They won't have a clue...

Will you draw the map or Geraldo?

topsecretk9

Speculation, unconfirmed but...

GAZA (Reuters) - A spokesman for gunmen in the Gaza Strip said they had fired a rocket tipped with a chemical warhead at Israel early on Thursday.

The Israeli army had no immediate comment on the claim by the spokesman from the al-Aqsa Martyrs Brigades, an armed wing of Palestinian President Mahmoud Abbas's Fatah movement.

The group had recently claimed to possess about 20 biological warheads for the makeshift rockets commonly fired from Gaza at Israeli towns. This was the first time the group had claimed firing such a rocket.

"The al-Aqsa Brigades have fired one rocket with a chemical warhead" at southern Israel, Abu Qusai, a spokesman for the group, said in Gaza.


An Israeli military spokeswoman said the army had not detected that any such rocket was fired, nor was there any report of such a weapon hitting Israel.

the left --- there is NO terrorist problem, there is no GWAOT

bastards....

clarice

First draft proposed Constitutional Amendment:

There shall be established a Fourth Branch of the Federal Government, hereinafter known as The Press Lords, chosen by an election of the People of the various states. The Press Lords shall be made the managing editors of the New York Times, Washington Post and the Los Angeles Times and provided with munificent salaries and perquisites suitable to their high office (though not to exceed by more than 10% the benefits paid to the Chairman of the NYT , a position selected as we all know through the merit system which his paper favors.)
The powers of The Press Lords shall be unlimited and exceed all the other three branches of government put together. In particular, they shall have the sole power to establish what constitutes the public interest , to classify and declassify material, to determine which elected officials are fit to serve and which may be delegitimized and ignored, as well as which wars may be fought and how. This enumeration of powers is not meant to be exclusive. They are free to expand their powers as they choose.However vast their powers are, they nevertheless remain free or all liability for any errors of judgement they may make.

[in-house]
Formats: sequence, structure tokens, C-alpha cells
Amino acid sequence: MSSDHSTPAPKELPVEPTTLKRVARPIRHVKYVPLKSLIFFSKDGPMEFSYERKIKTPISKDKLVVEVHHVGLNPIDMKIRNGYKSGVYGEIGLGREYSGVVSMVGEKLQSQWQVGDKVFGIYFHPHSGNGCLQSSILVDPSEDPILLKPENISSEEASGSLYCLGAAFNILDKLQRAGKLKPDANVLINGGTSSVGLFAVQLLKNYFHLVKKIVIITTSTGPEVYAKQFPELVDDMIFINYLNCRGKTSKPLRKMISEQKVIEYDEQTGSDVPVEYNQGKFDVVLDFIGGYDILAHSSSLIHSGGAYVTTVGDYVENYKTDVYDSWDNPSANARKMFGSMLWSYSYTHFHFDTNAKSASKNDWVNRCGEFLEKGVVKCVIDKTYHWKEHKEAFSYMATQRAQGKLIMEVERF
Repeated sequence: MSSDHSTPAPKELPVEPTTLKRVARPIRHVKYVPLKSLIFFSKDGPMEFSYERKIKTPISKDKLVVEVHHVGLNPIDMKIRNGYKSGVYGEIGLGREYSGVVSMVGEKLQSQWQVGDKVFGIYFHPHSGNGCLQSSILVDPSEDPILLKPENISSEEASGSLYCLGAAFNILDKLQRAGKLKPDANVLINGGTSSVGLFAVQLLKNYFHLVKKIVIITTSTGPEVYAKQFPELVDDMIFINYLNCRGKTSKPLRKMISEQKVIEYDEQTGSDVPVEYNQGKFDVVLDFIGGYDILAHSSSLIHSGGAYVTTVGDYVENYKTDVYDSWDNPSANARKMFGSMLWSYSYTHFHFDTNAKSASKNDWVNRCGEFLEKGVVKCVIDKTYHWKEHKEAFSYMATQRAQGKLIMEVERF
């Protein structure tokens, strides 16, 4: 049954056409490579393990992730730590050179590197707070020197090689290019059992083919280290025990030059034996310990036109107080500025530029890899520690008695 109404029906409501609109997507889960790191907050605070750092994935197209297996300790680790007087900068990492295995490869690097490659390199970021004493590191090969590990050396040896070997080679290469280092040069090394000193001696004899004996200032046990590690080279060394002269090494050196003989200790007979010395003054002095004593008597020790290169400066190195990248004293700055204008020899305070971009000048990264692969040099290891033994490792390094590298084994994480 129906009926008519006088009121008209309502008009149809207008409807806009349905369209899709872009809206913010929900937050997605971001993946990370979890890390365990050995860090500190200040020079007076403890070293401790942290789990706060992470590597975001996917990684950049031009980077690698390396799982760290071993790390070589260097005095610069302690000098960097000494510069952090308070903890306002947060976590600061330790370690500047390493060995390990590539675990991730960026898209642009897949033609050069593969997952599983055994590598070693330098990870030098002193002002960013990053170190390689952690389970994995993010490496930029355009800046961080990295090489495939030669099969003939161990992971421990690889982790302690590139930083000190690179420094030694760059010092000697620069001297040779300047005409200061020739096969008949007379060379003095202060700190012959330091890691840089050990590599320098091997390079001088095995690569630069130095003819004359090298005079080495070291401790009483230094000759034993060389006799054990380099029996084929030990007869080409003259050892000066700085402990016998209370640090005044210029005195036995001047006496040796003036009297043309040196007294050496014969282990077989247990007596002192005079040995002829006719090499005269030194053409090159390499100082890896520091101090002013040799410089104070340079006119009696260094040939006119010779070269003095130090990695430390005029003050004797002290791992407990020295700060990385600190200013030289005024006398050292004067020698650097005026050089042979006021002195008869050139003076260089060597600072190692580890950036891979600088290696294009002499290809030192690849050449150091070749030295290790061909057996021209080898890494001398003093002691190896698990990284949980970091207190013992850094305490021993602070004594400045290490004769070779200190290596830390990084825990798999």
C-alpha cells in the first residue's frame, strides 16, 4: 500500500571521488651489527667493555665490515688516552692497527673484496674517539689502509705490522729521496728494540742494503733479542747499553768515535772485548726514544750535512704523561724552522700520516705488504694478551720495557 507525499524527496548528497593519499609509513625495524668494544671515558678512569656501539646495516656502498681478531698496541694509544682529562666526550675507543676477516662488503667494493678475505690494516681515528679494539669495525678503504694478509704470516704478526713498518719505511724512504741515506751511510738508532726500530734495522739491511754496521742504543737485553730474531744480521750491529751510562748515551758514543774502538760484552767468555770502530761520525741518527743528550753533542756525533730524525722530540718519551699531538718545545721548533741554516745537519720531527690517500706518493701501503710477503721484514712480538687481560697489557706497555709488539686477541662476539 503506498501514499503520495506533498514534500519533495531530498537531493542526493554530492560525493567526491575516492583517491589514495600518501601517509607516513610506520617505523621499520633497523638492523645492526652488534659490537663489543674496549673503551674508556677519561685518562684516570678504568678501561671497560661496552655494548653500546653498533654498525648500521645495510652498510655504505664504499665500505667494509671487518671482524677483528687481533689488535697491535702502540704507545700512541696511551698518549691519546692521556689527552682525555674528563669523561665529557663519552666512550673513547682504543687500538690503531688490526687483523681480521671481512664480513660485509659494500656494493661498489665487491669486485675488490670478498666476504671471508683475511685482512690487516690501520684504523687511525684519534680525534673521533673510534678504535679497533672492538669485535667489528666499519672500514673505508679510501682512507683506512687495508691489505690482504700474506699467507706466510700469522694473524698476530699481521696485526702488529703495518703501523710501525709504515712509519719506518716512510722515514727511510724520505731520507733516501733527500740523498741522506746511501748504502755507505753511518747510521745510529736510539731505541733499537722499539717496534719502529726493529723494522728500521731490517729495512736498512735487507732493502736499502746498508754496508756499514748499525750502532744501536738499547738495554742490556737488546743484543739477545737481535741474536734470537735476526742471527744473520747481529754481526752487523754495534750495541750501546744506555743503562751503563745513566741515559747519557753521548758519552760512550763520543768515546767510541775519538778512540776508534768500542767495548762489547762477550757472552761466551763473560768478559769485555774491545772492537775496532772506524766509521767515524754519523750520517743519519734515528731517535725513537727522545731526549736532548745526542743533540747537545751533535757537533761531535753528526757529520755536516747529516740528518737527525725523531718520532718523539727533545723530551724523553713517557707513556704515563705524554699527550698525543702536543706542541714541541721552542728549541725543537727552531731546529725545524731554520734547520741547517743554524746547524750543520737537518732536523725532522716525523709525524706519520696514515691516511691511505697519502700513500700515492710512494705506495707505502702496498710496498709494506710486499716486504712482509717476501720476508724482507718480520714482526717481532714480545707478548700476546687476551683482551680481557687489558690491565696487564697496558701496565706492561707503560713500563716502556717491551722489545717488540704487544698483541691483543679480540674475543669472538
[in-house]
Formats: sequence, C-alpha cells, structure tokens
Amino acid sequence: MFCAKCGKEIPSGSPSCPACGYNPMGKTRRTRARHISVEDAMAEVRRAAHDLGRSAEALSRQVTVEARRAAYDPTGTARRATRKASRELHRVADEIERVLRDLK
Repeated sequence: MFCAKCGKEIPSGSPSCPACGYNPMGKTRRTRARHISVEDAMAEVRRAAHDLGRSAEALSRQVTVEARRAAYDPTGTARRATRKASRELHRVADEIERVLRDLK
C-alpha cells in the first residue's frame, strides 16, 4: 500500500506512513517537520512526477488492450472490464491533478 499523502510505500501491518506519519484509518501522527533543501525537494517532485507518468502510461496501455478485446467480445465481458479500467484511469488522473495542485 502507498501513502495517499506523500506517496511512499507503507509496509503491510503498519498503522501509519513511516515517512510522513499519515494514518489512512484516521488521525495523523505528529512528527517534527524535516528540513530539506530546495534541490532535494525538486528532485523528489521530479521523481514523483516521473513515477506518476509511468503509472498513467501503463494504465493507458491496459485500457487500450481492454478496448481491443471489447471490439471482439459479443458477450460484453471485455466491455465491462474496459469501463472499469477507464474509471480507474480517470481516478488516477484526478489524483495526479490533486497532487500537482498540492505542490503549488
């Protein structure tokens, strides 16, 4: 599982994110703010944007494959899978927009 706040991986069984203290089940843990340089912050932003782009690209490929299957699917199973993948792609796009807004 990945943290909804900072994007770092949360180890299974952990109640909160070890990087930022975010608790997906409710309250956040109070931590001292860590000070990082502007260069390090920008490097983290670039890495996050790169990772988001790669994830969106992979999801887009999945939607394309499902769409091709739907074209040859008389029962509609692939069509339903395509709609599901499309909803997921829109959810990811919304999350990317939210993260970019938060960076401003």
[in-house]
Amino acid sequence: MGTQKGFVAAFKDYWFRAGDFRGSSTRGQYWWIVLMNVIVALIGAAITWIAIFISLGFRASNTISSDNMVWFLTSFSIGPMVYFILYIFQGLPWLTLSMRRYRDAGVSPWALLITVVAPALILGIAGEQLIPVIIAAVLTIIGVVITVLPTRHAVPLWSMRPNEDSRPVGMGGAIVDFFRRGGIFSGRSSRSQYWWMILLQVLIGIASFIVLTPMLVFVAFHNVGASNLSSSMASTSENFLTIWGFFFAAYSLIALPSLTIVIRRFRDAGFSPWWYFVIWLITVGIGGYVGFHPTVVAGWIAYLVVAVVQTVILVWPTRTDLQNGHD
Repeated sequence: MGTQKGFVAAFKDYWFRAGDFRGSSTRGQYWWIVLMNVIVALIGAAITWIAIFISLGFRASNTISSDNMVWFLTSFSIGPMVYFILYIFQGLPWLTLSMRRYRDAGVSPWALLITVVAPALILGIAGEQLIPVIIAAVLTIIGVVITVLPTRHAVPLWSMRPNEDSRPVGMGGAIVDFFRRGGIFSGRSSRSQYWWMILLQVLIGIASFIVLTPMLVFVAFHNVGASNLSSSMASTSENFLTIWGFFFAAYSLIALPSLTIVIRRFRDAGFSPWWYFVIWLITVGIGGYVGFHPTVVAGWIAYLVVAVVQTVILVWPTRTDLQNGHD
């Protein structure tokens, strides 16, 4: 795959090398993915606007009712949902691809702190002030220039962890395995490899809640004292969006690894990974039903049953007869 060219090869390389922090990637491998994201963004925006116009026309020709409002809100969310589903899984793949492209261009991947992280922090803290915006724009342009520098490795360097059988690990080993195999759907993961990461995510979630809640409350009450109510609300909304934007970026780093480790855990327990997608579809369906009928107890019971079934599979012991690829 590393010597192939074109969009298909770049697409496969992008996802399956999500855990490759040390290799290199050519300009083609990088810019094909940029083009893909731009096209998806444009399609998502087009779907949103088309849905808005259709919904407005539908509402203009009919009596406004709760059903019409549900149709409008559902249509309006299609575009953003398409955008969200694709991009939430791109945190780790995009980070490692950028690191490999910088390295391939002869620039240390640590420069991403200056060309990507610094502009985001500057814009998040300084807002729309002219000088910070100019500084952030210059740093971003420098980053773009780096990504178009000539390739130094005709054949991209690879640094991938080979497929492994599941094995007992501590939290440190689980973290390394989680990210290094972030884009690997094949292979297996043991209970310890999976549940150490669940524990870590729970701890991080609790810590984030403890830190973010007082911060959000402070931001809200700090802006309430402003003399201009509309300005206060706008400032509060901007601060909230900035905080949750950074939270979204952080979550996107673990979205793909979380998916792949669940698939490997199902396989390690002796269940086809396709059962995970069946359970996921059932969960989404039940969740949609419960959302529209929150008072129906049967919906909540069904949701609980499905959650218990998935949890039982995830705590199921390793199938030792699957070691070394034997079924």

No appeal from the decisions of the Press Lords shall be permitted. They shall be the last word on everything.
Press Lords shall serve lifetime appointments and may not be removed, impeached, tried for crimes or otherwise subject to the laws of God,man or common sense.

topsecretk9

just curious...but how did small time Hamas get WMD but there WAS NO WAY for a Dictator of an entire country -- who sent money to support suicide bombers of the same group--- to have it????


Inquiring minds want to know...

clarice

Well, ts, I do believe some Iraqi WMDs were sent to Syria and some of those were buried in the Bekka Valley, but I think tonight's claim was a fantasy.

Syl

This is a great post, TM. So many are totally missing the point.

I think we're also missing the point when we use the generic term 'terrorist' and talk about those 'living in caves'.

As if the workerbees are the only ones transferring money.

Institutional transfers here, not individual. Think organizations, charities, mosques, ngo's, consortiums of various sorts, front companies, etc., who still thought money was being laundered by going from point A to point Q through a dozen entities and several countries.

Entities that we weren't 'arresting' or otherwise cluing in to the fact that yes, we were following them.

Because we wanted to watch the flow--not dry it up. In fact the 9/11 commission said the very same thing. It's not especially in our interest to dry up the entire flow of moneys. We want some moving through the system so we can keep an eye on who's who and what the networks are.

AFAIC, this is a disaster the New York Times has wrought on our intelligence capabilities.

It has little to do with achmed sending his spare cash to another jihadi so using the excuse that achmed already knew is POINTLESS.

tom scott

Perhaps I'm not giving this the minute-to-minute attention that I should but I find the following difficult to reconcile.

Well, if Times Executive Editor Bill Keller is reliable, the Administration gave only a "half-hearted" push to the notion that publication by the Times would prompt the terrorists to change tactics.
And this from the LAT.